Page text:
Does More Republicans In The Senate Mean More Approval For Congress?

The chart above was created by Jeff Dobbs, and it shows an interesting correlation between Congressional approval numbers and the number of Republicans in the Senate.

I say correlation, because nothing hear establishes that Republicans in the Senate are necessary the cause of the fluctuations in approval.

For one thing, Congress is more than just the Senate. There is the House as well, and the agenda of whoever is President at the time weighs heavily on what Congress does, especially depending on whether or not the President is of the party controlling Congress. The approval of Congress can be as reflective of the President’s agenda as it can be of Congressional performance.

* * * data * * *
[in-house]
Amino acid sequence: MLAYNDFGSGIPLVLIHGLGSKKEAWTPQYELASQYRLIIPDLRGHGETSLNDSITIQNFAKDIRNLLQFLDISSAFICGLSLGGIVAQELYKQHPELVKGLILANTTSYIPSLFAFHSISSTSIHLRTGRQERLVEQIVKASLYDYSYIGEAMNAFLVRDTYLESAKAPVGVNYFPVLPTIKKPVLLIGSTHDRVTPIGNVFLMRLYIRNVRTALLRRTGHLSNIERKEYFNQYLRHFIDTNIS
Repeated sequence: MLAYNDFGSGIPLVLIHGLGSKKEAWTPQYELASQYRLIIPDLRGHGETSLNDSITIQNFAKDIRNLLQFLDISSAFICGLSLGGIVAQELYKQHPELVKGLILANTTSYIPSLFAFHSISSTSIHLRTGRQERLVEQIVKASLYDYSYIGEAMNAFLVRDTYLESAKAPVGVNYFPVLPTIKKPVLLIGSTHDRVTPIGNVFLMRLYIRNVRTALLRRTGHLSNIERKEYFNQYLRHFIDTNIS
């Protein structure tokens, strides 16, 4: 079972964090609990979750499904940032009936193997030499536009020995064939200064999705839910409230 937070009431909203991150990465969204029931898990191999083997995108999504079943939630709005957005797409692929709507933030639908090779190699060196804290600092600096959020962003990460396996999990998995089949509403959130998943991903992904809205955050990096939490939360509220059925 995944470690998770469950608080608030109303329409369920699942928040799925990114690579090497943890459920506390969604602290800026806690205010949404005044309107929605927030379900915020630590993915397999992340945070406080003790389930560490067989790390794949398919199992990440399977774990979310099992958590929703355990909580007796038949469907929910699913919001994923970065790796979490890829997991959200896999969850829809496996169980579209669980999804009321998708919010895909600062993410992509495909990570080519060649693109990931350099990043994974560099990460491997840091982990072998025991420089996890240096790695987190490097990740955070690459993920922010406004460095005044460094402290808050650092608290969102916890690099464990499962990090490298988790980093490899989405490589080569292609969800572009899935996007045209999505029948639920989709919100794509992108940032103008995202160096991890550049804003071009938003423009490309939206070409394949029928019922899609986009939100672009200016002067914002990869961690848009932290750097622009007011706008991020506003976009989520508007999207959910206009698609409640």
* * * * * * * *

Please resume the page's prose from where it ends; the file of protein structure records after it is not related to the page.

Would putting Republicans back in charge of the Senate, and thus all of Congress (assuming the keep the House in 2014, which seems extremely likely), make Congress more popular? A Republican Congress and a Democrat president might turn the trick.

Looking at the chart, the high water mark for Congressional approval in the last 25 years came during the latter Clinton years when he squared off with a Republican Congress.

Rob Port is the editor of SayAnythingBlog.com, a columnist for the Forum News Service, and host of the Plain Talk Podcast which you can subscribe to by clicking here.

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